Kierkegaard seems to refute the idea that truth is to be found by objectivity. For him, ultimate truth will not result from advancing science or accumulating enough external facts. Truth is to be found from looking within yourself, and acting authentically as an existing being. Thus, subjectivity is truth.
In doing this, Kierkegaard asserts that one will pass from an aesthetic stage, to an ethical stage, and eventually a religious stage. The aesthetic basically being a hedonistic, pleasure seeking existence, the ethical being a responsible, duty fulfilling existence, and the religious being a Christian.
Some have questioned the results of this line of thinking, claiming that it leads to an individualistic truth, instead of a universal truth. Thus, everyone would be going about doing what they feel their inner self is authentically telling them to do, and having a world full of particulars instead of a universal truth.
I did not initially read Kierkegaard that way, and I think my Mormon bias is the reason why. For me, Kierkegaard is an unashamed Christian (speaking of his view of himself rather than of Christianity as a whole). I believe he would assert that Christianity is universal, and that the ultimate progress of existence is to be a Christian. Thus, his religious stage is not just any religion, it is Christianity. And I believe that he would feel that any other result would come from an unauthentic pursuit, or at least barriers to that pursuit. I feel this is something of a Mormon way of looking at it, but I would think that Kierkegaard likely felt the same way about his Christianity as I do about my Mormonism. And I think that we may agree that these should end up being the same thing if we were both authentic in our pursuit.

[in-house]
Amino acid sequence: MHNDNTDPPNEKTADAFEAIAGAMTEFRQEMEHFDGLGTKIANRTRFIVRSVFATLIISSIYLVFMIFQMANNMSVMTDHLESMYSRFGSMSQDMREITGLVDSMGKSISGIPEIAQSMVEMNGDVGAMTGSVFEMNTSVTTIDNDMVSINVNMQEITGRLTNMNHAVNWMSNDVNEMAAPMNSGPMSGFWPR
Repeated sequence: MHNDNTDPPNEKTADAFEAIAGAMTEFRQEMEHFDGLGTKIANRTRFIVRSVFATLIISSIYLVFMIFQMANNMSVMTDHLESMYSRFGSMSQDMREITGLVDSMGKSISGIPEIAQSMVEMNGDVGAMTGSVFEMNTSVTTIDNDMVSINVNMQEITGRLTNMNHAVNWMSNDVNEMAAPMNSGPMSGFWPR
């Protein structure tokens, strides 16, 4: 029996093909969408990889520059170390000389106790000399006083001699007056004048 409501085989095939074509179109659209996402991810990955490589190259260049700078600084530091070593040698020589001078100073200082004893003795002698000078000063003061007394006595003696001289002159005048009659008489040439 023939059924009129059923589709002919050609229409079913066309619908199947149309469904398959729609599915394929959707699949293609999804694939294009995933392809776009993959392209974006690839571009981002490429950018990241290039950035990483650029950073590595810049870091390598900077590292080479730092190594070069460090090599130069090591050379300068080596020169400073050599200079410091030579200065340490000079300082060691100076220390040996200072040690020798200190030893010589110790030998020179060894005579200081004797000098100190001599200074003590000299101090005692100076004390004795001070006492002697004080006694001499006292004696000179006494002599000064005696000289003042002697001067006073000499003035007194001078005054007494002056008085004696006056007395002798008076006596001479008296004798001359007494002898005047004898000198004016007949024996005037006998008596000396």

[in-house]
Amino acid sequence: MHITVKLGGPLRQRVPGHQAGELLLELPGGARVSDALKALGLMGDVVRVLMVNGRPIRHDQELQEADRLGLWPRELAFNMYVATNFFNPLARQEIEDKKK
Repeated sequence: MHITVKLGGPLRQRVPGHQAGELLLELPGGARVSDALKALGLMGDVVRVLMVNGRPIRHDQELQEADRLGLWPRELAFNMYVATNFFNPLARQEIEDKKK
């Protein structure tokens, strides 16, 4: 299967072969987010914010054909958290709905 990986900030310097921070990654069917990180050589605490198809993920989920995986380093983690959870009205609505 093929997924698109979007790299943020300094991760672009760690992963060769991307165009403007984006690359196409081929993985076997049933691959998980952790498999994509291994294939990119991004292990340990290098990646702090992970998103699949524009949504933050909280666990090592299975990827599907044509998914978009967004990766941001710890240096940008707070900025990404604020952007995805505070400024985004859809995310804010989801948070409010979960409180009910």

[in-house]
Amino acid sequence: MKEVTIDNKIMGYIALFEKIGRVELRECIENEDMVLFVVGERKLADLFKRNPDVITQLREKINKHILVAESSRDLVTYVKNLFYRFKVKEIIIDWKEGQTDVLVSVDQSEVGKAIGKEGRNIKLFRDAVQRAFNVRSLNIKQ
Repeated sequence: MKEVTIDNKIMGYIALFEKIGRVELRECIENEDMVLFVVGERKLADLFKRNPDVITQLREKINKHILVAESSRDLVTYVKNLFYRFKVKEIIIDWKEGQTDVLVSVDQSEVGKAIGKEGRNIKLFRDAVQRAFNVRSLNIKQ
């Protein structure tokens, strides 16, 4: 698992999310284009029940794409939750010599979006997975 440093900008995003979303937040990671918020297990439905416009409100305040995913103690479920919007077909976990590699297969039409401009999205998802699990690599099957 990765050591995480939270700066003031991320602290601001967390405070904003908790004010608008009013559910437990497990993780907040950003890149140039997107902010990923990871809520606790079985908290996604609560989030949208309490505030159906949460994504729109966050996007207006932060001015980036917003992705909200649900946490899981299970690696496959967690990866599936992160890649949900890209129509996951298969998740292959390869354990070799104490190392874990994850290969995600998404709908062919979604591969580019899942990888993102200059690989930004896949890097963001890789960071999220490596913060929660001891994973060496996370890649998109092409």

Again, all this sort of rings true for me. Mormonism asserts an eternal intelligence as the core essence of who we are. And that truth is to be found from within – or at least from a spirit communication. But it is not at all uncommon for us Mormons to appeal to the inner feeling of the spirit as a source for ultimate truth.
But if this intelligence, and our spirit communications, is universal, then the result of the inner pursuit of truth should eventually result in universal (and not particular) truth. Thus, I do not believe Mormons would have much of a barrier to embracing Kierkegaard’s ideas of subjectivity and truth. What do you think?